They were very angry.  They wanted nothing to do with Judaism after the destruction of the First Temple for sure.  After the destruction of the Second Temple they started this new religion called Christianity.  I think that's pretty much an indication that not all of them continue to feel that G-d was -- they had to create a whole new way of relating to G-d. 

The greatness of Tu b'Av is it is the transition point.  Remember that the tribes of Israel lost more men than the Tribe of Benjamin.  They kept on losing the battle, first day battle, second day battle, almost 50,000 of their soldiers died, even though they were fighting for truth, justice, and the American way. 

So, the world was crashing around them.  They were fully justified in being furious with the Tribe of Benjamin.  It was a horrible thing that was done in the city of Giva, and it was an even worse thing that the Tribe of Benjamin tried to protect them. I think they were fully justified in kicking them out of the people of Israel.  A Givoni is not allowed to marry because they lied to Moshe and they lied to Yehoshua.  Come on, and these people, look what they did, and you're telling me we have to allow them to marry in to Land of Israel?  And yet, the perpetrators, the ones who wiped them out, understood, that you reach a point at which you have to decide to go on, to move to the next stage and not to carry it with you -- and that process is called nechama

When it speaks of G-d as being the menachem, the comforter, it doesn't mean that G-d's coming and saying, oy, I love you, I hope you're comforted and so on and so forth.  It doesn't work if it's your enemy, but if it's someone who comes in who teaches you and guides you into how to take a entirely new approach and to understand that the past is the past and now you have to go and live in the future, that's called nechama, because the real definition of the word nechama is to change your mind.  As you find at the end of the Parshas Bereishis, vayinachem Hashem, says G-d changed G-d's mind.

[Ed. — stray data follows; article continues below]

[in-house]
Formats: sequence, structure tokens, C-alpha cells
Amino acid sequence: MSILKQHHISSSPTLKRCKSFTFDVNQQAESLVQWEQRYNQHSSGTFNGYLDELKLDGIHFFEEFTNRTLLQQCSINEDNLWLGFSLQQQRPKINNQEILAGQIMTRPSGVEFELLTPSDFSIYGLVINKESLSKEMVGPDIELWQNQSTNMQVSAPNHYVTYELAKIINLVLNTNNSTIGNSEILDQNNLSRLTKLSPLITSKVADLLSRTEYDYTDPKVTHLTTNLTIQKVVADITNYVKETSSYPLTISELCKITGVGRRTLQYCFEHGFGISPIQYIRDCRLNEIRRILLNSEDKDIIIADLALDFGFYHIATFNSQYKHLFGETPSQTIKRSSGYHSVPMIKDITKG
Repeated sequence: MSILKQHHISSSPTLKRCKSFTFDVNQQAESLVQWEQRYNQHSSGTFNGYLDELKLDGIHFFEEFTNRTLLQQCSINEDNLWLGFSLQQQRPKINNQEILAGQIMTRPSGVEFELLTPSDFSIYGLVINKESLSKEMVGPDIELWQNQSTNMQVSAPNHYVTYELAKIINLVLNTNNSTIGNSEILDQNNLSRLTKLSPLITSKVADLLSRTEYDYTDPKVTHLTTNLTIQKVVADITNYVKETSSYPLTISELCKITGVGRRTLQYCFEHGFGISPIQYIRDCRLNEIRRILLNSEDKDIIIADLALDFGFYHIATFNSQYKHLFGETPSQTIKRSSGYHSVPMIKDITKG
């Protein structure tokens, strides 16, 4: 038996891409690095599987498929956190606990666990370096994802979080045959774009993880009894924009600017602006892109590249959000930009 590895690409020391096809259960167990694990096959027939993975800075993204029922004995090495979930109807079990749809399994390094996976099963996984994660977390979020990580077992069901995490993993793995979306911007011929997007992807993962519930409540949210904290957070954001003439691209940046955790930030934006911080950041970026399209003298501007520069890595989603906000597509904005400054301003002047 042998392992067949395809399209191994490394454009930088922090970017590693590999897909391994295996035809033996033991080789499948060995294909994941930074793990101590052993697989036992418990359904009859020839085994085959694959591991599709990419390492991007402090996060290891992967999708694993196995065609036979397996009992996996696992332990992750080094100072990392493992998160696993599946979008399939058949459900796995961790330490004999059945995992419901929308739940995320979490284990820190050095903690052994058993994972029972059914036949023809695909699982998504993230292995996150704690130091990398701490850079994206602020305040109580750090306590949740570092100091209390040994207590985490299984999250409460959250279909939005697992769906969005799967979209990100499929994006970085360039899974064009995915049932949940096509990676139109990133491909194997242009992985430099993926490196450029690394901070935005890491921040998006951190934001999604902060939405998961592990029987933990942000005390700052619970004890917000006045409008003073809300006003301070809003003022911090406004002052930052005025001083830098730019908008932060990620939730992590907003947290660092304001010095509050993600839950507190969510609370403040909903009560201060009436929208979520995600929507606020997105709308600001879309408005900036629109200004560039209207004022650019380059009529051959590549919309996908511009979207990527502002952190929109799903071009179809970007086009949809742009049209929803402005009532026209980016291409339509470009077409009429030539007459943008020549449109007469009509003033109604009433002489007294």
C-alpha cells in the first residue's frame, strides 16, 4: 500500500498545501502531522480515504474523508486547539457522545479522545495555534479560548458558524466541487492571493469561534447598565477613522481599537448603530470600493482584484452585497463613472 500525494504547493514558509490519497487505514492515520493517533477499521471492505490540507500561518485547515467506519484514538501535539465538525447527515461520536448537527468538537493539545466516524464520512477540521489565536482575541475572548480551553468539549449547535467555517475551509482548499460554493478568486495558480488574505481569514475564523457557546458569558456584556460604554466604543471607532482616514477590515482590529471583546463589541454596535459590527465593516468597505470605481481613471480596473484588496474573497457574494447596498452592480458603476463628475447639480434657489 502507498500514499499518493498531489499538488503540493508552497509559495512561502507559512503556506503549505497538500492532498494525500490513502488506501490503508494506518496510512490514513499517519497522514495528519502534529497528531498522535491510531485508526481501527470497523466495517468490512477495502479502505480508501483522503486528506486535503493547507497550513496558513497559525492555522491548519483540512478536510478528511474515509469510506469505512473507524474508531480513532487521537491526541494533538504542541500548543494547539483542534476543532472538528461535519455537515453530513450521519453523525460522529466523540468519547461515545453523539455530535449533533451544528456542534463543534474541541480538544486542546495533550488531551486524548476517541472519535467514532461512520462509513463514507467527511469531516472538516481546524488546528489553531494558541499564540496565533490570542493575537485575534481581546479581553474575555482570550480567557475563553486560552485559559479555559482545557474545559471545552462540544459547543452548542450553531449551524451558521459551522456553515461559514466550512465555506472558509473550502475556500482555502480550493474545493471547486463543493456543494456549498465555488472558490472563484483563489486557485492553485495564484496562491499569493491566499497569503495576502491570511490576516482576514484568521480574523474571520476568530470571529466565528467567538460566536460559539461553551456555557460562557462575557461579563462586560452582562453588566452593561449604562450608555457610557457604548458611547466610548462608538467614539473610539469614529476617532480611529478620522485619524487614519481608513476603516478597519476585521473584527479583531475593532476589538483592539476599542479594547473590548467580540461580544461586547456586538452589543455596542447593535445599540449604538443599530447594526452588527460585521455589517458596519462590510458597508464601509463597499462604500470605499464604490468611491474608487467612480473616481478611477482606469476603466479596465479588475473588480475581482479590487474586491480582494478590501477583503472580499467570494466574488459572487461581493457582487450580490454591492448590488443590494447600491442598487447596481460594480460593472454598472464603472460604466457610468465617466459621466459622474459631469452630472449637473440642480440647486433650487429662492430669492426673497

The next opinion we had was that it was the day on which the people finally accepted that they weren't going to die.  So he said okay, nu, what were they stupid?  It took them until the 15th of Av and even if it took them to the 15th of Av, still, when they finally figured out the day on which the decree ended was the 9th of Av of the previous year, it wasn't the 15th of Av -- why do we make the day they were finally smart enough to figure it out, almost a week later, that's the day you make into a holiday?  It's such an unbelievable thing.  What's more important; for suffering to end or to finally fully accept that your suffering is over?  Which is harder to do?

Audience: The second.

Rabbi Simcha Weinberg: That's right.  It took them a long time to accept.  When people suffer for a long time, even when their suffering is over they don't feel secure.  People have one negative experience after another, no matter how much is changing around them and the people around them are proving themselves to be more reliable and more stable and -- here a husband and wife go through a terrible time and then they're both changing.  It takes time for them to transition into the new stage, because it's not just that the fighting has ended or the misery has ended or the financial distress has ended or the illness has ended, it's to accept that the suffering is over. 

And when they realized, and not just realize but accepted that their suffering was over -- and it took them a long time, right?  Almost a week.  But when they were able to finally accept that their suffering was over, they turned that into a holiday equal to Yom Kippur, because most people walk around with all the negative effect, their negative experiences, their suffering, the way other people treated them, the insults they've heard, the way they've been hurt, their arguments, their illnesses, their problems with their kids, their financial tzorres -- everyone has had one problem or another, and then it's so hard to make an adjustment and say, okay, the suffering's over, now I'm going to go back into life and live a whole new way.  The day of which you can accept it's over, now live, that's a day equal to Yom Kippur.